# Re: st: xttobit

 From Matt Dobra To statalist@hsphsun2.harvard.edu Subject Re: st: xttobit Date Fri, 27 Feb 2004 17:41:05 -0500

Sophia,

In general, with the default 12 quadratures, most of my estimated betas have a relative difference of between 1-4%, and a few are estimated with a very high relative difference, sometimes over 50%. I presume that I am running into this problem because some of my independent variables are time-invariant within groups. .

Thanks for offering to help me with this. There are actually 30 regressions I want to run...10 different dependent variables, each with three different sets of independent variables, captured in a macro called `vars'. Any guidance you could give me in how to generally set up a random effects tobit using gllamm would be greatly appreciated.

The general form of all of the random effects tobits I want to run is:
xttobit zteq `vars', ll(0) ul(100) i(sys_id)

Each of the dependent variables has a name starting with the letter "z" (e.g. zteq, zdeq, zieq), so for simplicity, I could do the data manipulation within a loop like:

. foreach var of varlist z* {
. stuff
. }

Matt

Sophia Rabe-Hesketh wrote:

```Matt,

If the estimates seem robust with 30 quadrature points,
why not use 30?

However, if you are not sure that the estimates are robust,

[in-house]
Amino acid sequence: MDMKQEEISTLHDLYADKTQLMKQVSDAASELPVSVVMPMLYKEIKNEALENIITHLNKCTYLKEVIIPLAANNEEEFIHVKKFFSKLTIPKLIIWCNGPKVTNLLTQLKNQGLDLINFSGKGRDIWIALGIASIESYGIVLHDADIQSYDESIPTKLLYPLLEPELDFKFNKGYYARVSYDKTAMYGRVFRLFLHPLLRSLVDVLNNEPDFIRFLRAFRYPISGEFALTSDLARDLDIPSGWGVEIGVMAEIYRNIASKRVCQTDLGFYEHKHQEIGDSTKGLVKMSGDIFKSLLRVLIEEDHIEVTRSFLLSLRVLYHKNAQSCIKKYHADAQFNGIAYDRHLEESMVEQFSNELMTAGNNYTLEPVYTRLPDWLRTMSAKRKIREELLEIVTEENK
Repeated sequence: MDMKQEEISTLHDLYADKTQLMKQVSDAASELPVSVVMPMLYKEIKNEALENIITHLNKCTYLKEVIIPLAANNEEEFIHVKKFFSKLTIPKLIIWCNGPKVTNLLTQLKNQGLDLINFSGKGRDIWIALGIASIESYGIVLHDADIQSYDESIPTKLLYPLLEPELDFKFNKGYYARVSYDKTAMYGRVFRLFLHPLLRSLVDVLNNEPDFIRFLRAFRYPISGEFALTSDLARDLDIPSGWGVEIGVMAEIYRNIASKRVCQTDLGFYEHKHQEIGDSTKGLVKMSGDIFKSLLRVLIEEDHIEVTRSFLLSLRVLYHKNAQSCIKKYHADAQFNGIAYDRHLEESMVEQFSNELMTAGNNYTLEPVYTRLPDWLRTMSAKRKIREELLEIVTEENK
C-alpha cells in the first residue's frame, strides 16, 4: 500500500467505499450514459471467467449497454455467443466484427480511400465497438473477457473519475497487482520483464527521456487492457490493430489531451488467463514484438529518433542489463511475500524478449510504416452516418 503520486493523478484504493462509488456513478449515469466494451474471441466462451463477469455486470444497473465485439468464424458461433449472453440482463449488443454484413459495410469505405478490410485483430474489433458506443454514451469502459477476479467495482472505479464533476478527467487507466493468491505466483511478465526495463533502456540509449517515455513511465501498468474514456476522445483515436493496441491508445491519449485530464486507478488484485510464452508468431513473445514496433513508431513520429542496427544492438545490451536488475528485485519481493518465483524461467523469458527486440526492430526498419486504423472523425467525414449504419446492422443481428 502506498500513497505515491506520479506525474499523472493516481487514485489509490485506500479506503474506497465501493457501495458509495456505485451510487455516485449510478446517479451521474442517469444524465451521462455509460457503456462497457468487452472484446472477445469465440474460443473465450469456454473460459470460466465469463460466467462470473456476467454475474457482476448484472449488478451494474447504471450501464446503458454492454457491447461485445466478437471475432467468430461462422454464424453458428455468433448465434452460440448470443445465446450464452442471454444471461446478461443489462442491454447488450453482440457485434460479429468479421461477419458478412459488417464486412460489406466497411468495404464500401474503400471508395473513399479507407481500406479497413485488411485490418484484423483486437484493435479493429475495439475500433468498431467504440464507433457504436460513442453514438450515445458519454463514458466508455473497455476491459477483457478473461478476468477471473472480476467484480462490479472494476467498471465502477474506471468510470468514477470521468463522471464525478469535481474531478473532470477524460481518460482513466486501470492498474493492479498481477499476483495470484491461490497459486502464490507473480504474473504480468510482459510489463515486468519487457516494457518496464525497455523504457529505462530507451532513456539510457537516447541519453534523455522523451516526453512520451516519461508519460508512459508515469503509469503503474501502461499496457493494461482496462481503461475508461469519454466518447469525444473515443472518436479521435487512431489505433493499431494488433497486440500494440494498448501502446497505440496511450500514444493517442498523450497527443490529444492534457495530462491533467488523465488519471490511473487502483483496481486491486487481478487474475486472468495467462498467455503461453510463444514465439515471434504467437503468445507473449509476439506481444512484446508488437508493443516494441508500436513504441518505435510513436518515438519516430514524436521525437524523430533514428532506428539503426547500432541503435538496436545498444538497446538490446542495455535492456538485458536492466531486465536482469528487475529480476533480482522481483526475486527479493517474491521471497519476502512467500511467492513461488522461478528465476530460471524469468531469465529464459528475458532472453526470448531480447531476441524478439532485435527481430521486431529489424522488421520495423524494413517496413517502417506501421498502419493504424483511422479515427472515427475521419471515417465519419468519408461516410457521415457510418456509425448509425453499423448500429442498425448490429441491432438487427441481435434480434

gllamm (see http://www.gllamm.org). In situations where
to be more reliable, see e.g.

Rabe-Hesketh, S., Skrondal, A. and Pickles, A. (2002).
Reliable estimation of generalised linear mixed models

However, estimating random effects tobit models in gllamm
is a bit involved. You have to treat the data as if you
had mixed responses and specify a linear model for the
non-censored responses and a scaled probit model for the
censored responses (with the same residual variance).
If you send me the xttobit command that you used,
I can send you the corresponding gllamm command
(and data manipulation steps).

Sophia

Matthew L Dobra wrote:

```
Statalisters,

Any advice you can give me would be appreciated. I have some data that
seems appropriate for xttobit analysis. My LHS variables are bounded
between 0 and 100 (percentages), and an unbalanced panel of approximately
300 i's and 4 t's. I used the quadchk command and found that my
estimates were quite sensitive to my choice of quadratures. I played
around with the quadrature option on xttobit, and found that only when I
estimates were robust. So, I'm resigned to think that Stata's xttobit
command may not be the best option.

Moving on, I'm curious as to what I might do from here. Are there other
commands that might help me out? Has somebody written a version of
xttobit that uses a different method of approximation?

Matt

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```*
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```
```
*
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```